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Discussion Starter #1
Hi all,

Can I tow a classic using a towbar, having all 4 wheels still on the ground, providing I put the transfer case in neutral? Or do I have to disconnect the driveshafts?
I might buy another one and it doesn't run right now.

Thanks
dave
 

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Is it an auto or manual transmission?

If it's an auto, you'll certainly need to stick it in neutral and then add some fluid to the tranny. Landrover say that it should be towed slowly and only for short distances. I would have thought that a manual transmission would be OK with everything in neutral.

If you're going any distance, I'd stick it on a trailer as you'd be towing something weighing 2 tons and no vacuum assistance on the brakes if the engine's not running
 

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I've moved a few 4wd/awd trucks (no rovers yet, but I'm still hoping!) in the past and always used a tow dolly (local uhaul gets 15/day for one). Usually just drive it onto the dolly, strap it in, and disconnect the rear driveshaft from the differential, and tie the driveshaft up out of the way with a couple cable ties. Usually 4 bolts and its out. Whole lot easier to turn tight and a lot easier on tires than flat towing.

Obviously if its not running it may be a chore to get it onto the dolly, maybe get it rolling with some strong guys pushing. Or figure out a way to winch it.
 

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Discussion Starter #4
Thanks for the replies. It is an automatic. I assumed by putting the transfer case in neutral it effectively keeps the transmission from turning at all. My main concern was with the transfer case and the center diff (its a 94 viscous, not manual like my 1988). I do have access to a tow dolly, and it may not weigh much but it does add something to the overall towed weight. I may have to borrow bigger truck to tow it with anyway.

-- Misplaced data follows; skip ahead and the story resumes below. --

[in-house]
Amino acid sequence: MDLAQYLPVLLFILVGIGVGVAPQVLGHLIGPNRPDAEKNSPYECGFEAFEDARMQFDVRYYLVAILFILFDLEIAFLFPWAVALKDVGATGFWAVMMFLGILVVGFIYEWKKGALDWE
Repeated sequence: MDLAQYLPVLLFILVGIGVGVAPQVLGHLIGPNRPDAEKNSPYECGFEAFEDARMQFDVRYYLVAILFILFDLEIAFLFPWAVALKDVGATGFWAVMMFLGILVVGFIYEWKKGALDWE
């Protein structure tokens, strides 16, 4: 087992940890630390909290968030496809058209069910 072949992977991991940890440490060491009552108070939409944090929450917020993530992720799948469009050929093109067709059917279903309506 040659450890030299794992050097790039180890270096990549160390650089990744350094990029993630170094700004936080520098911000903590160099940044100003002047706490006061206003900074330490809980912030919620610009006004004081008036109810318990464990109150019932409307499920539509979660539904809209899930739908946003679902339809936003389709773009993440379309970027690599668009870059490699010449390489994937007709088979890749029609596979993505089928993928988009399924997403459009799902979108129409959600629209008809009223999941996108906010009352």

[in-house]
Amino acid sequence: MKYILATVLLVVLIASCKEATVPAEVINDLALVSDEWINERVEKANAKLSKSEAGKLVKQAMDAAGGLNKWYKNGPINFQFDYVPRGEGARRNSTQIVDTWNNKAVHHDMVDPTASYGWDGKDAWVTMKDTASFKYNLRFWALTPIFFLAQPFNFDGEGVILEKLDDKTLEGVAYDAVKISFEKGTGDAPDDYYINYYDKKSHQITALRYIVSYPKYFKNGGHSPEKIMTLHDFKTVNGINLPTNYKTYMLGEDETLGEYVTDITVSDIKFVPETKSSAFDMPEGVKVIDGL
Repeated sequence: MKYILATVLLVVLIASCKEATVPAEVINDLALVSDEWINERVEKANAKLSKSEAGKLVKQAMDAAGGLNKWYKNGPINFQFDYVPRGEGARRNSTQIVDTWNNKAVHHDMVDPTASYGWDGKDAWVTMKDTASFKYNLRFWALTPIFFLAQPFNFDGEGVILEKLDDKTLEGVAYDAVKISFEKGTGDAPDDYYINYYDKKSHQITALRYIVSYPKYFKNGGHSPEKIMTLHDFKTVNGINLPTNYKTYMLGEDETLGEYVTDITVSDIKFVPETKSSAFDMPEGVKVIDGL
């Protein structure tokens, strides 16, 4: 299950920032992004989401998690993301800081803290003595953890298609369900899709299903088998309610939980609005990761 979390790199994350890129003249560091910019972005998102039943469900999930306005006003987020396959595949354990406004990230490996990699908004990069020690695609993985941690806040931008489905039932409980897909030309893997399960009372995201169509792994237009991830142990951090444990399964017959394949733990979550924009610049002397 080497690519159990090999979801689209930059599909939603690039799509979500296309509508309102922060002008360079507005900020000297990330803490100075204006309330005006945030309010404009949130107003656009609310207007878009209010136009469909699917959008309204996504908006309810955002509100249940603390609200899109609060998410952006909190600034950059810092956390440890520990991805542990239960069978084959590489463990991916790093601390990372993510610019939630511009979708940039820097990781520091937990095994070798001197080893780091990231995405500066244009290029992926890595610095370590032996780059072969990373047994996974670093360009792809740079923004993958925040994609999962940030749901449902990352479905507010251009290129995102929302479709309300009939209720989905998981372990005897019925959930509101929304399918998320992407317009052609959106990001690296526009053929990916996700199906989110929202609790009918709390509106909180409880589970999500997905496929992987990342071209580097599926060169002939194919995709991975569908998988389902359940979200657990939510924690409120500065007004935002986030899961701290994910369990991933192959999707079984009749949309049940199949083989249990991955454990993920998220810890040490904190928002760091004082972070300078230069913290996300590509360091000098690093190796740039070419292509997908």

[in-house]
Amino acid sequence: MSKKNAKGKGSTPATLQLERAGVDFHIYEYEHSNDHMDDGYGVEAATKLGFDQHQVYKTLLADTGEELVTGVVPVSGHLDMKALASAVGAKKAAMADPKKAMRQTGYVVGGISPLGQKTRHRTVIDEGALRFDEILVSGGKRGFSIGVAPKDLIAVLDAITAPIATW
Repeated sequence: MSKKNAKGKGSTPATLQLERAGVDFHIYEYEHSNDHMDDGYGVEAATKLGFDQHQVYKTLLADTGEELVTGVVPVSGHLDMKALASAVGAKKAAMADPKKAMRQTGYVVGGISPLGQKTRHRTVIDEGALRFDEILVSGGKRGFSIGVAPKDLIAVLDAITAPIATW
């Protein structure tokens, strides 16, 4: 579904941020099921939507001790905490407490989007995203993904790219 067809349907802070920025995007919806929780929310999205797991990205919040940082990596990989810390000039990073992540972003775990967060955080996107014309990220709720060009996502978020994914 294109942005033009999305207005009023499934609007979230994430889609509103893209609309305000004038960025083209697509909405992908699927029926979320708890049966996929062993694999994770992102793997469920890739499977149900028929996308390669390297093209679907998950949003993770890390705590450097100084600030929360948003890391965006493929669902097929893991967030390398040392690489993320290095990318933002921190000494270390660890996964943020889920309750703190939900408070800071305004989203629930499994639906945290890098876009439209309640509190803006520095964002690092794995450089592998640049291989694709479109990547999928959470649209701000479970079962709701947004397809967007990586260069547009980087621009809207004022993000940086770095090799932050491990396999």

thanks dave
 

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Now first of all I admit I am new to the concept of full time four wheel drive coming from a series Land Rover background but the very worst thing you can do with them when towing is to put the transfer into neutral, gear selector yes, transfer NO. The reason for this is that it effectively locks the centre dif, yes locks it. On series it is used for making the braking system apply to all four wheels when winching, basically it locks them all together so the four wheels hold not just the rear two. I personally witnessed the result of someone who had towed at 50MPH for 1/2 mile before hearing the BIG bang. Blew the transfer and front prop, which came through the driver’s floor. A hole worthy of Fred Flintstone.

So before you tow check the handbook and do what it says.

:pray:
 

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TehPriest said:
Now first of all I admit I am new to the concept of full time four wheel drive coming from a series Land Rover background but the very worst thing you can do with them when towing is to put the transfer into neutral, gear selector yes, transfer NO. The reason for this is that it effectively locks the centre dif, yes locks it.